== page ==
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Incontinence

Common? Yes – Normal? No

Almost 50 per cent of women experience urinary incontinence (the inability to control the bladder) at some point in their lives. Many women do not even mention it to their doctor often because they think it is normal to experience ‘a bit of leakage’ when they sneeze or laugh, particularly if they have had children or if they are “of a certain age”.

Urinary incontinence is certainly common, but it is not normal and it shouldn’t be accepted as normal. While urinary incontinence is less common in men, it is still a significant health issue for them too.

incontinence

The adverse health effects of urinary incontinence go far beyond embarrassment. Longer term, it can result in urinary tract and bladder infections which can become very serious.

In the majority of cases urinary incontinence can be treated very effectively and inexpensively with the prescription of the correct exercises, bladder control techniques and lifestyle modifications.

The two main types of urinary incontinence are stress and urge and they can occur together. It is essential to know which type you may have so it can be effectively treated.

Stress incontinence is a weakness or loss of tone of the pelvic floor muscles (PFMs), which renders them unable to stop the flow of urine during actions such as coughing, sneezing, laughing, twisting, or lifting. PFM weakness can result from the muscles being overstretched during childbirth or even from low estrogen levels, such as during menstruation or menopause. There are 16 muscles that comprise the pelvic floor

Urge incontinence is when there is a sudden ‘urge’ to urinate with an inability to control the bladder. This happens when the PFMs are chronically tense to the point of fatigue and they give out at inappropriate times. There can be an association with other conditions which may also need to be addressed.

Multiple research projects have concluded that the most effective treatment for stress and urge incontinence is exercise-based, as long as the exercise programs are devised after a thorough assessment. Physiotherapists are trained in the anatomy, function and pathology of the pelvic floor and many complete post graduate training in this area.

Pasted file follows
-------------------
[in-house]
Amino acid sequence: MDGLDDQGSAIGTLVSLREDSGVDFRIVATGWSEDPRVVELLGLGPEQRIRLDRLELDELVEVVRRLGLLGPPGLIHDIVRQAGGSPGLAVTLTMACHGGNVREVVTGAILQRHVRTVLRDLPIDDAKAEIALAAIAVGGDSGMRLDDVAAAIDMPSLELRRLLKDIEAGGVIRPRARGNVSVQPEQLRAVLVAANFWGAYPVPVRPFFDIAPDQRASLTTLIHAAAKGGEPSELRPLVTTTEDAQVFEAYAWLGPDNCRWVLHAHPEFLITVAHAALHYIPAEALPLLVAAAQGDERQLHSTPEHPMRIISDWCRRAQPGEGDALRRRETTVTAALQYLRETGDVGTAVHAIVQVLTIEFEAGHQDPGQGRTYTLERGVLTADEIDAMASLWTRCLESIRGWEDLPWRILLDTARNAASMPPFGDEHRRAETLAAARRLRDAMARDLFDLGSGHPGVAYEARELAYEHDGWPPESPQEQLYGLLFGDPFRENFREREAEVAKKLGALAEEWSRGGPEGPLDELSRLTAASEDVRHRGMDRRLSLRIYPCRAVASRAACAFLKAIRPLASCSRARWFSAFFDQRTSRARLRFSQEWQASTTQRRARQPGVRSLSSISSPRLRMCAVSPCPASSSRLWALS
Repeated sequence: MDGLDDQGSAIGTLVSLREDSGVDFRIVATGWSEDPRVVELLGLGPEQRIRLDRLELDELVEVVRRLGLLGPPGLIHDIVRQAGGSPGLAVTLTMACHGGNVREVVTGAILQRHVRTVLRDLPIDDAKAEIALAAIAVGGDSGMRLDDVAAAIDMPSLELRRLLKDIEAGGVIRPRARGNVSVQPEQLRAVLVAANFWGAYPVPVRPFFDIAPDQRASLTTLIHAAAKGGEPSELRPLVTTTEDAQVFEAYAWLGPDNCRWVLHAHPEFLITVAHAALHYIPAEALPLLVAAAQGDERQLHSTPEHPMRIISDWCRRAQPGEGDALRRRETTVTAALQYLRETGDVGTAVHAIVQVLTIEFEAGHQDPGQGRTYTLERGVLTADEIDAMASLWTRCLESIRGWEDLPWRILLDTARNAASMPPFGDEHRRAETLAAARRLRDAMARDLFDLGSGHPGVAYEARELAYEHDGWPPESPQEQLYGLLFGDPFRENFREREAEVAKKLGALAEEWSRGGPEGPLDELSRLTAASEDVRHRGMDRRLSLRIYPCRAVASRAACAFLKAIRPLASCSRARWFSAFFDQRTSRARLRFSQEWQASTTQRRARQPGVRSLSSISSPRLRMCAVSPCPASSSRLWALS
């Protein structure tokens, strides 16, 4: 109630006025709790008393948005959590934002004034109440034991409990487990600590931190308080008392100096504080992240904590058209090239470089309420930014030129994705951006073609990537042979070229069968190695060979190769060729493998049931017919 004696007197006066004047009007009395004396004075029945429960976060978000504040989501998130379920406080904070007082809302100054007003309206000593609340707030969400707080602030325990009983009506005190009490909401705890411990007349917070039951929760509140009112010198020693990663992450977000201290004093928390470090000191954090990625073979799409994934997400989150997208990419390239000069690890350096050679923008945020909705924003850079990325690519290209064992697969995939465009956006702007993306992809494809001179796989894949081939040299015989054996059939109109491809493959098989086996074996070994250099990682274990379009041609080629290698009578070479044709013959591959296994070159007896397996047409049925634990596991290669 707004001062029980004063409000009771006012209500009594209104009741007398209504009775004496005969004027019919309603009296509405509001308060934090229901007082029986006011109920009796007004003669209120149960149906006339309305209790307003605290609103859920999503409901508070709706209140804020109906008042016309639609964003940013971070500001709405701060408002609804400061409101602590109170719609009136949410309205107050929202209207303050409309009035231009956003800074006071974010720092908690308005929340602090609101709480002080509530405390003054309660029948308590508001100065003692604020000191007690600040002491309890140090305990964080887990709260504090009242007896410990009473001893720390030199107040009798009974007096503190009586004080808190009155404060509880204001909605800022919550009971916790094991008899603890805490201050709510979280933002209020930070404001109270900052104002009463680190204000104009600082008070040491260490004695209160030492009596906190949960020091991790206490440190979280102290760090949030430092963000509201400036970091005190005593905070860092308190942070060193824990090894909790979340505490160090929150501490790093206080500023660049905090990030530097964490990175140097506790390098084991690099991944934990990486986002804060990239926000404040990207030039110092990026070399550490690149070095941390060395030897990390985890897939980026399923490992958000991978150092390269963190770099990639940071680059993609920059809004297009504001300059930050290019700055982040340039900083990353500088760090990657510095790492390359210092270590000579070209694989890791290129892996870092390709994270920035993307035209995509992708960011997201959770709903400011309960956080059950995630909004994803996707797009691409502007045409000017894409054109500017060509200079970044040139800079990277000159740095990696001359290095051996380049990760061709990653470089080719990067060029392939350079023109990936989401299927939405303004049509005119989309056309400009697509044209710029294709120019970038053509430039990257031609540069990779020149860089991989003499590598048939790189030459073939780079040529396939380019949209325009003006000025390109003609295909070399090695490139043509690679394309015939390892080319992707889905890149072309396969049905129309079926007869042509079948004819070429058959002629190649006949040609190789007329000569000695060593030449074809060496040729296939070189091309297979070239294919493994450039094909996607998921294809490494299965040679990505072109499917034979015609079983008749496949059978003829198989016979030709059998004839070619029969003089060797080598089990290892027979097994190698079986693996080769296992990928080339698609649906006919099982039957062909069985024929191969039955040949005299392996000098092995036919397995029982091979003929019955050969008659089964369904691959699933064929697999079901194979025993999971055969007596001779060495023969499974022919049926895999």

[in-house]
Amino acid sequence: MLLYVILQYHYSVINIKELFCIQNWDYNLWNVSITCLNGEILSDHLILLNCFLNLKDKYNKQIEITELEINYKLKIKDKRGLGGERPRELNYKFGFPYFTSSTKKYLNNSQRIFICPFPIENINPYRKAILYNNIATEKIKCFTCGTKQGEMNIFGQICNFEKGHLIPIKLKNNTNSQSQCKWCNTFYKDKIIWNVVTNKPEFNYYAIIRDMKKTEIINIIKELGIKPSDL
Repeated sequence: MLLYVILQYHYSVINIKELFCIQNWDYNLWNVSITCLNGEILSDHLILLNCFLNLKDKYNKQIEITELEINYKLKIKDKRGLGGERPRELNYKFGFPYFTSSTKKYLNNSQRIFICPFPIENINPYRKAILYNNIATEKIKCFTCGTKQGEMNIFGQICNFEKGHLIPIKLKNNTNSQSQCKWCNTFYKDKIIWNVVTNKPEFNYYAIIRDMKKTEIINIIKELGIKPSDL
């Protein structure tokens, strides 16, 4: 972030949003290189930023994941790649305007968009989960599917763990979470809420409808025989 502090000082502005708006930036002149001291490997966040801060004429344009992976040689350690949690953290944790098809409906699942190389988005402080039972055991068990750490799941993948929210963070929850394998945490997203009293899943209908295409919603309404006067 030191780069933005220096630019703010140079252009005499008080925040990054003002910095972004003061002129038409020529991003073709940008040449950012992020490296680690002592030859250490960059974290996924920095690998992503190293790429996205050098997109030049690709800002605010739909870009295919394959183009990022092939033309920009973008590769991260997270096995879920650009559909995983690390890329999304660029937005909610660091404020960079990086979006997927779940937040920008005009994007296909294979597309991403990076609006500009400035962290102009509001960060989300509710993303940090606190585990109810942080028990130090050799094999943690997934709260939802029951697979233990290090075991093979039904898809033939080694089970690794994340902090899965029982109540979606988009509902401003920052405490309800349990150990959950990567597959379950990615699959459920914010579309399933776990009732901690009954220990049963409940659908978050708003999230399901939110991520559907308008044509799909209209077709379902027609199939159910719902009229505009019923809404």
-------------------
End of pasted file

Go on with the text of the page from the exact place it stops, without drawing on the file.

A number of the physiotherapists at North East Life have undertaken further training in the treatment of urinary incontinence, can diagnose which type you may have and develop an appropriate treatment plan. Treatment is generally not invasive, is predominantly exercise-based and is effective.

YES, incontinence is common: NO, it is not normal. Most importantly, it can be successfully treated relatively easily and non-invasively.

Whatever your age, gender, stage of life or activity profile, you can and should expect to enjoy an active, healthy lifestyle with confidence, knowing that you have full control of your bladder. Contact North East Life today and find out how you can regain and maintain control of your pelvic floor and move with confidence.

Wangaratta

Ph: 03 5722 1424
Fax: 03 5722 1093

Address:
10 Chisholm Street,
Wangaratta VIC 3677

Studio 20
Clinical Pilates

Address:
20 Chisholm Street,
Wangaratta VIC 3677

The Inner Space

Address:
20B Chisholm Street,
Wangaratta VIC 3677

Benalla

Ph: 03 5762 6866
Fax: 03 5762 6860

Address:
39 Nunn Street,
Benalla VIC 3672

Yarrawonga

Ph: 03 5743 1142
Fax: 03 5743 3151

Address:
24 Belmore Street,
Yarrawonga VIC 3730